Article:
The South African Federation of Trade Unions has noted remarks made by
Johann Rupert which confirm everything the federation has been saying about a “strike of capital” and the immorality of the way a monopoly capitalist system is run – to benefit a rich elite with no consideration for workers, consumers or the country.
Rupert, SA’s second-richest man, is the non-executive chairperson of Remgro, an investment holding company based in Stellenbosch and the 9th biggest publicly-listed company in South Africa. It has stakes in 21 South African companies, including Mediclinic, Rand Merchant Bank Holdings, FirstRand and Distell,.
It thus plays a dominant role in the economy, in which its investment decisions can have a big influence on whether the economy grows or shrinks, whether jobs are created or lost and whether people are richer or poorer.
Defenders of the capitalist status quo like to pretend that they are the only people who can make the right decisions in these areas and take us out of the current catastrophe of unemployment and inequality
But Rupert’s comments at Remgro’s AGM on 28 November 2018 showed the exact opposite – that these are the last things on capitalists’ mind when they make investment decisions.
After his annual report, two “shareholder activists” asked questions. One of them, Shane Watkins, chief investment officer of All Weather Capital, wanted to know what the group intended doing with the R15bn cash on its balance sheet.
This revealed clear proof of this company’s “strike of capital”. R15bn which could be used to launch new enterprises, create new jobs and uplift the lives the poorest South Africans is being invested in nothing, but just sitting in Remgro’s bank account earning interest.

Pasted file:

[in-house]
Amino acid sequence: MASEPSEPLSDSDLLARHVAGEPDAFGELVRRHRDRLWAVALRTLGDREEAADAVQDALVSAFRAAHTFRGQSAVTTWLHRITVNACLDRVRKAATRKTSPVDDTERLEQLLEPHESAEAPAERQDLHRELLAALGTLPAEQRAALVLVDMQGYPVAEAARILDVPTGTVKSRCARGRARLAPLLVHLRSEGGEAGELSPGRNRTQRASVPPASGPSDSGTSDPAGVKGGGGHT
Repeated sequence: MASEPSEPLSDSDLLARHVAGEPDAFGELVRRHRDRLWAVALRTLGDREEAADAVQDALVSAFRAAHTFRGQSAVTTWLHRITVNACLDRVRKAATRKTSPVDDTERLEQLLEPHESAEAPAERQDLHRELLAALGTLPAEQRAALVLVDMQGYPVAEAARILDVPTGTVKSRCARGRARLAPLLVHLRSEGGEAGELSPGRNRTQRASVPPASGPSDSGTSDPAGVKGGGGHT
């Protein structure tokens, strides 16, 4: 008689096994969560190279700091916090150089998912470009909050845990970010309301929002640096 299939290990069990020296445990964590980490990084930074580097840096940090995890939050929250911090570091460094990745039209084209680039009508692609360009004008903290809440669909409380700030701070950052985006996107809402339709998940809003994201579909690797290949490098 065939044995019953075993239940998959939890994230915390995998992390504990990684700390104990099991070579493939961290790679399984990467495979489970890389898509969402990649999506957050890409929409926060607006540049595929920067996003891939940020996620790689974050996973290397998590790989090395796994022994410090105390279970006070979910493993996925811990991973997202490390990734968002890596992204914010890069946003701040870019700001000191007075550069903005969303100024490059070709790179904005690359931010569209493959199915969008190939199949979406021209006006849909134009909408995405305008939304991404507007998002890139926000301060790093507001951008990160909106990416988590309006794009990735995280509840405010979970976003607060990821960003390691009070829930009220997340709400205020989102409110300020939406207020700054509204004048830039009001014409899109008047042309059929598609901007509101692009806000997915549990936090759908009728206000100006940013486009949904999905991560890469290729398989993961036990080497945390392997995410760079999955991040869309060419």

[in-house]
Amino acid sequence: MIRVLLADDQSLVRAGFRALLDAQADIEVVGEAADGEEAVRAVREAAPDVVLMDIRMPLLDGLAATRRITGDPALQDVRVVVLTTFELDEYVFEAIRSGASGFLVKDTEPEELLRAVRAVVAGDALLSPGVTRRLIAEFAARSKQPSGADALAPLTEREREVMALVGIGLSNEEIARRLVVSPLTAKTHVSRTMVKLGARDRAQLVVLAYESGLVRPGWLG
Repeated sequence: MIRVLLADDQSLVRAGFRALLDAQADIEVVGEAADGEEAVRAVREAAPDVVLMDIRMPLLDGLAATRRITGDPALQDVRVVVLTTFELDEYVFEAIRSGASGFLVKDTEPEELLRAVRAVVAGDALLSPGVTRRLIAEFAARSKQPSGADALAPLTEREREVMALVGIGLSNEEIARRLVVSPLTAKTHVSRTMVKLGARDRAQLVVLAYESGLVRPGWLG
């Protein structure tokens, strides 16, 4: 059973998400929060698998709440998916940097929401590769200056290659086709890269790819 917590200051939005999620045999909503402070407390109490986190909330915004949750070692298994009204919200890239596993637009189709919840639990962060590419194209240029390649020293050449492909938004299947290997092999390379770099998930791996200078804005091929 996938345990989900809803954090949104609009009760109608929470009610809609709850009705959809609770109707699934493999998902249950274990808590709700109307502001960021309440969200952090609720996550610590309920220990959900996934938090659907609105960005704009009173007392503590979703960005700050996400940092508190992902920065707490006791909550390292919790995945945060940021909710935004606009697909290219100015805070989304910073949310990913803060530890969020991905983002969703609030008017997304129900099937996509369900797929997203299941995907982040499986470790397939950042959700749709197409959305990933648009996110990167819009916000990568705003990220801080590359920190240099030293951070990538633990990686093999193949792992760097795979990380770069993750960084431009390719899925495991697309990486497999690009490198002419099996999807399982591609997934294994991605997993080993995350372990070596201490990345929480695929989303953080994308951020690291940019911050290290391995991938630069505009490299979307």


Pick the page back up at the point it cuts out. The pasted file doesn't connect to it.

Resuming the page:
But Rupert’s reply was even more revealing, and shocking.
In his report he had expressed concern over the economic outlook: ”What really concerns me is that I’m not sure people realise the trouble we’re in; by 2020 most people believe the US will be in recession. US President [Donald] Trump is hell-bent on causing trade wars, and with populism and fascism on the increase, the world is eerily like it was in the 1920s”.
His reply to Watkins’ question was that the board was looking for opportunities [to invest] but was reluctant to make acquisitions now, as “people are not scared enough yet”.
Right now, he said, there was still too much cheap capital which meant potential acquisitions would be overpriced. Rupert said he wanted to wait for the froth in the market to subside and for “a bit of panic”.
What could better reveal the warped priorities of the capitalist class than this blatant statement that investment decisions had nothing at all to do with the national interest, let alone creating jobs and providing better service to customers, but purely on how much profit can be made.
If a greater return on investments can be made after Rupert’s predicted financial collapse in 2020, when people get scared and panic, it will enable the company to buy shares more cheaply and make a bigger profit. Until then the R15bn just can sit in the bank!
This attitude exposes yet again the hypocrisy displayed at the Jobs Summit and Investment Conference when business moguls pretended to be concerned with creating jobs and driving economic growth, while around boardroom tables they are finding excuses to do nothing of the sort.
It exposes the futility of President Ramaphosa’s empty promises of a “new dawn” and 275 000 new jobs a year, which will be created from generous hand-outs from big businesses whose leaders all think along the same lines as Rupert.
They will only have enough “confidence” to invest in the market if the country continues to be run in their interests, through neoliberal, free-market policies, cutting wages and public spending, and fettering the trade unions – policies which the President is now implementing. And even then this will not guarantee that such investment will come if the rate of return on capital is too low.
SAFTU is more certain than ever that this capitalist class, whose wealth is created by the workers’ labour, will never use that wealth in the interests of their workers or of society, but purely to manipulate the market and invest only when they can make the biggest profits and make themselves even richer.
The nationalisation of these mega-monopolies, under democratic workers’ and community control is becoming more urgent. This is the only way the economy can be planned and investment decision made which will benefit the people of South Africa and not a cruel elite of exploiters.